Patrick Wiese, a 48-year-old Floridian who "served time in prison after having his stepdaughter touch him inappropriately" (as The New York Times describes his crime), has a driver's license that lists his address as "Julia Tuttle Bridge." Wiese is one of 70 or so sex offenders who live "like post-apocalyptic trolls beneath a bridge in the middle of Biscayne Bay" (as The Miami Herald puts it) because of a Miami-Dade County ordinance that prohibits them from residing within 2,500 feet of a school, day care center, park, or playground. Yesterday the ACLU of Florida filed a suit that challenges the ordinance as inconsistent with state law, which prescribes a distance of 1,000 feet and establishes a system for supervising and rehabilitating sex offenders after they're released from prison. The ACLU argues, quite plausibly, that forcing ex-cons to live under a bridge is not conducive to supervision or rehabilitation. As I noted in March, a similar argument was successful in overturning sex offender residence restrictions imposed by Allegheny County, Pennsylvania.
The lead plaintiff in the Florida lawsuit is named Bryan A. Exile, which I prefer to believe is a wonderful coincidence but may actually be due to post-hoc name change. In any case, it accurately reflects his situation. Laws like this one effectively banish sex offenders from living within the jurisdiction to which they apply, a result that is not necessarily accidental. After the Georgia legislature approved residence restrictions that were ultimately overturned by the state Supreme Court (which noted that "there is no place in Georgia where a registered sex offender can live without being continually at risk of being ejected"), the majority leader of the state House expressed the hope that the rules would be so intolerable that sex offenders "will want to move to another state."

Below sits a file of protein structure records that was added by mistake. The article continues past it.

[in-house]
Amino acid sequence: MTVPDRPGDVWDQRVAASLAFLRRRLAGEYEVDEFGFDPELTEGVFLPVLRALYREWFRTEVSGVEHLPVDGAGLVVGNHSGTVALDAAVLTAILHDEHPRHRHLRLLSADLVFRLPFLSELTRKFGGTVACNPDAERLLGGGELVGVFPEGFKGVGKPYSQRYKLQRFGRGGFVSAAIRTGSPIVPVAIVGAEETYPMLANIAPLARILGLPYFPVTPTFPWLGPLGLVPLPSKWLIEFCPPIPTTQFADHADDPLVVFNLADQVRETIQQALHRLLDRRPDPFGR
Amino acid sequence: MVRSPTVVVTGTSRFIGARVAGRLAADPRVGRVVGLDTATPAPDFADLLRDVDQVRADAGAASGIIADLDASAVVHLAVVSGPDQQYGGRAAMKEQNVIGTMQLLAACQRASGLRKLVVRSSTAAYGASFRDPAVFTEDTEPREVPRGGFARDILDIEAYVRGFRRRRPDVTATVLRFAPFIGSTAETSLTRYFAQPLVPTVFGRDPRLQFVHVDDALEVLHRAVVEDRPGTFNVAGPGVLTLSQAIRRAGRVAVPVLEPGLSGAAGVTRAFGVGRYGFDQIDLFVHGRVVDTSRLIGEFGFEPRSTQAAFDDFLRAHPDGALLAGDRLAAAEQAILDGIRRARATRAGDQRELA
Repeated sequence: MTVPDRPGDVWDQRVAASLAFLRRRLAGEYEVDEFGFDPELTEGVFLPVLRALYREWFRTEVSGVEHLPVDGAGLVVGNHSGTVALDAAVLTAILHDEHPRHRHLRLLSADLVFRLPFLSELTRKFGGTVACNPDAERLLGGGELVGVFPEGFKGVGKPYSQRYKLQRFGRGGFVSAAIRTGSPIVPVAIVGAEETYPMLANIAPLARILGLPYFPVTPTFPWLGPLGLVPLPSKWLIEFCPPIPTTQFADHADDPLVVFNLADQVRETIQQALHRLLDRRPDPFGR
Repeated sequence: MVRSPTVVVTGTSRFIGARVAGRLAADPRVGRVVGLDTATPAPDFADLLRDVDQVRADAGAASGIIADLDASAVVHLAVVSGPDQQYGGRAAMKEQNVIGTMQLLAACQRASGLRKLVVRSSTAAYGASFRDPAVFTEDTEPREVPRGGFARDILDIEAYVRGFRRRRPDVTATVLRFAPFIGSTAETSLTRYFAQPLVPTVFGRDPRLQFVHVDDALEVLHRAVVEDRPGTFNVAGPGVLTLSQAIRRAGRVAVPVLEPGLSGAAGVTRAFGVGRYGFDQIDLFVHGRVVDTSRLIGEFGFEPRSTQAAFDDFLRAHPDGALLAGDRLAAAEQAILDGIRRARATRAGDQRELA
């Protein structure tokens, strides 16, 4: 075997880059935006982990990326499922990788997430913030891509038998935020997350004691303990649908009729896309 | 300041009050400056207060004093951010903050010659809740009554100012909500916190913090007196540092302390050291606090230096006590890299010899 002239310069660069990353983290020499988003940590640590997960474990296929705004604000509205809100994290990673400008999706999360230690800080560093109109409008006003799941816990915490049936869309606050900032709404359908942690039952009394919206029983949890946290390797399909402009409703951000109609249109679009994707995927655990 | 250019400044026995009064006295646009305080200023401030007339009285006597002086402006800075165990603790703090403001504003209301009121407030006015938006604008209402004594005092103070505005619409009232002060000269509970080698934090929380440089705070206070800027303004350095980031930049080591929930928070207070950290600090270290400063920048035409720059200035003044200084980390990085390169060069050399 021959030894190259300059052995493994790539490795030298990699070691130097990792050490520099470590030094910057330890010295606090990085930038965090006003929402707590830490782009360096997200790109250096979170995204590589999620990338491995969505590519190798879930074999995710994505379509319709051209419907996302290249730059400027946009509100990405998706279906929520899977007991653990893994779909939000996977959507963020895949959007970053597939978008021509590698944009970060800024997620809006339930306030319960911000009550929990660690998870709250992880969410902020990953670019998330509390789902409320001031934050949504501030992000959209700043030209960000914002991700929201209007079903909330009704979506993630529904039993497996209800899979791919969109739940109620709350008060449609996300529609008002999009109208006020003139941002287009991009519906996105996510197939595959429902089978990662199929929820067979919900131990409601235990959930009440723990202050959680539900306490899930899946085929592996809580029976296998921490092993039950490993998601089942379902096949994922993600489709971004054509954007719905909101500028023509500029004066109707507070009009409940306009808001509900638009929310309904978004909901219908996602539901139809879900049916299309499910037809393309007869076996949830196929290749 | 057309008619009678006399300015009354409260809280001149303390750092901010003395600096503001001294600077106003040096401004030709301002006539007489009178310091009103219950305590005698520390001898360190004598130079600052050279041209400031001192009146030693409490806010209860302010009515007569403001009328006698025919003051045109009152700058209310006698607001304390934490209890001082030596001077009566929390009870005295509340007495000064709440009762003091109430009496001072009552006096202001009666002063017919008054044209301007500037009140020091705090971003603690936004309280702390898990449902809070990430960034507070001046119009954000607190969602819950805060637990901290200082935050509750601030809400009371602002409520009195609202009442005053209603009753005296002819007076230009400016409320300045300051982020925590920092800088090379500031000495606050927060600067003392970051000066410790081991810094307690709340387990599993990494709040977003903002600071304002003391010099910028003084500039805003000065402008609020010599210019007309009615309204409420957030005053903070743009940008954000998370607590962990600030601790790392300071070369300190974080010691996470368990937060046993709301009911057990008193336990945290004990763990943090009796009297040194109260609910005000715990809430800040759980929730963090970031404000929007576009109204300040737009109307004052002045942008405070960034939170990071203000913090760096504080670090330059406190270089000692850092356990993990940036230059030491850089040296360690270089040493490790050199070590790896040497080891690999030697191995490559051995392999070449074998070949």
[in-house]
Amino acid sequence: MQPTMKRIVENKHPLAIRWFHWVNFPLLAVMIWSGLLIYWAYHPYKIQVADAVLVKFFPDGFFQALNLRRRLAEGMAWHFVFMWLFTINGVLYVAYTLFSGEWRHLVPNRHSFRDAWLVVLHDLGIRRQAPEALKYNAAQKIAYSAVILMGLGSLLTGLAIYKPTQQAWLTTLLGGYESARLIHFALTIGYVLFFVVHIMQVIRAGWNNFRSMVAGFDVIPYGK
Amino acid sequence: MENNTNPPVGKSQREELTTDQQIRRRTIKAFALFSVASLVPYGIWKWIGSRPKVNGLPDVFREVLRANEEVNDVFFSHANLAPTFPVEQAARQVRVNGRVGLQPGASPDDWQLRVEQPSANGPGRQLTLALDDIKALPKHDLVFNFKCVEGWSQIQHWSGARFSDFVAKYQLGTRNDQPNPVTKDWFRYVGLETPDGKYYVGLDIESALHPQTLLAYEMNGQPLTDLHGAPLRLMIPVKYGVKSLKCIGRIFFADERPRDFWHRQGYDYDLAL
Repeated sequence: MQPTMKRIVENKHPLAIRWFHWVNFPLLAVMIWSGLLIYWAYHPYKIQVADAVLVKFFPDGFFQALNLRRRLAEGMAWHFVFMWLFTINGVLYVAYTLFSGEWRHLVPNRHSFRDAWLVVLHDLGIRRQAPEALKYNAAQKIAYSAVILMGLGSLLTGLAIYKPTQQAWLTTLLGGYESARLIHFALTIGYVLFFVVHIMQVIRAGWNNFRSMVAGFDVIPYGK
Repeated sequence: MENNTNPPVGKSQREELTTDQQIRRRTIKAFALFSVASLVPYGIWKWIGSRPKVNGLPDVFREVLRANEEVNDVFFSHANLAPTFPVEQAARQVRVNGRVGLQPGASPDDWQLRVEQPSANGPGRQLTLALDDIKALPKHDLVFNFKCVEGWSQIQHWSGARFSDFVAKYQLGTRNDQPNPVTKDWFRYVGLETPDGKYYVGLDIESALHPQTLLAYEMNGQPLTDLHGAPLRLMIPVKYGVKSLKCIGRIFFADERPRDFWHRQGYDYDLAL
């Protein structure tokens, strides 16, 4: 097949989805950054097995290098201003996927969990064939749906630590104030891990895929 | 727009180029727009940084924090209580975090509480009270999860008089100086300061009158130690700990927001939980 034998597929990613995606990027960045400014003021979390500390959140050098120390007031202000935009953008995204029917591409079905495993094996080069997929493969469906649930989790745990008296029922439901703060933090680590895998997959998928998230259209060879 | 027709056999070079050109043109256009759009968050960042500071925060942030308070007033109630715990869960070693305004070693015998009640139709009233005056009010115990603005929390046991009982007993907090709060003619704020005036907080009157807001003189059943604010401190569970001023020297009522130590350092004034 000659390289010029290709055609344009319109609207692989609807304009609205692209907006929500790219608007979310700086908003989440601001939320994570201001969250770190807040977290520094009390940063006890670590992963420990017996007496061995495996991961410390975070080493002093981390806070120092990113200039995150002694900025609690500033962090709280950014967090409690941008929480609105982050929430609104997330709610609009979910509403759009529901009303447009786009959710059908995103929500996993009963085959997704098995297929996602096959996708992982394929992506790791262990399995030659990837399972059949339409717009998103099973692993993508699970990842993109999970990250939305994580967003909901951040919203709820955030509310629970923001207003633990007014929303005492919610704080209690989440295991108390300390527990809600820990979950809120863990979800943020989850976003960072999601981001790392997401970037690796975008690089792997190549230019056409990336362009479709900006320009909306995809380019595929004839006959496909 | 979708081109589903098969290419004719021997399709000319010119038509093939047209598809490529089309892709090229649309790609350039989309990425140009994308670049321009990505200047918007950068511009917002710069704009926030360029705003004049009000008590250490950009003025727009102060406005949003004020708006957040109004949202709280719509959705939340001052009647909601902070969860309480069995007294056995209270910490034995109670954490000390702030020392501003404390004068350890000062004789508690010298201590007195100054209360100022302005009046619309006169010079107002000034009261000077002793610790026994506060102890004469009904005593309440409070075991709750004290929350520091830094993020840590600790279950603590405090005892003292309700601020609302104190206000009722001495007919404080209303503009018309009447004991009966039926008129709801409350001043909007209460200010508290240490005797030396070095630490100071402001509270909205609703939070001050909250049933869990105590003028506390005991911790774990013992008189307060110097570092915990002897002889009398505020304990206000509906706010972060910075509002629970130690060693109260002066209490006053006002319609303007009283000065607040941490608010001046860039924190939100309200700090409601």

A common response to this attitude is to point out that many people subject to residence restrictions as "sex offenders" are neither rapists nor child molesters and may in fact be guilty of nothing more than having consensual sex with teenagers, often when they themselves were teenagers. One of the Julia Tuttle Bridge residents, for example, "served 17 months in jail for having sex with a 14-year-old when he was 18." But even in the case of sex offenders who are guilty of predatory crimes, it makes no sense to release them and then deliberately push them to the margins of society, making it virtually impossible to lead a normal life. Such treatment is not only counterproductive; it constitutes an additional penalty imposed without due process and for no rational reason. After all, why should someone who committed "lewd and lascivious battery" (Exile's crime) be forced to live under a bridge, while your average mugger, arsonist, or murderer is free to live wherever he wants after he serves his sentence?
Start your day with Reason. Get a daily brief of the most important stories and trends every weekday morning when you subscribe to Reason Roundup.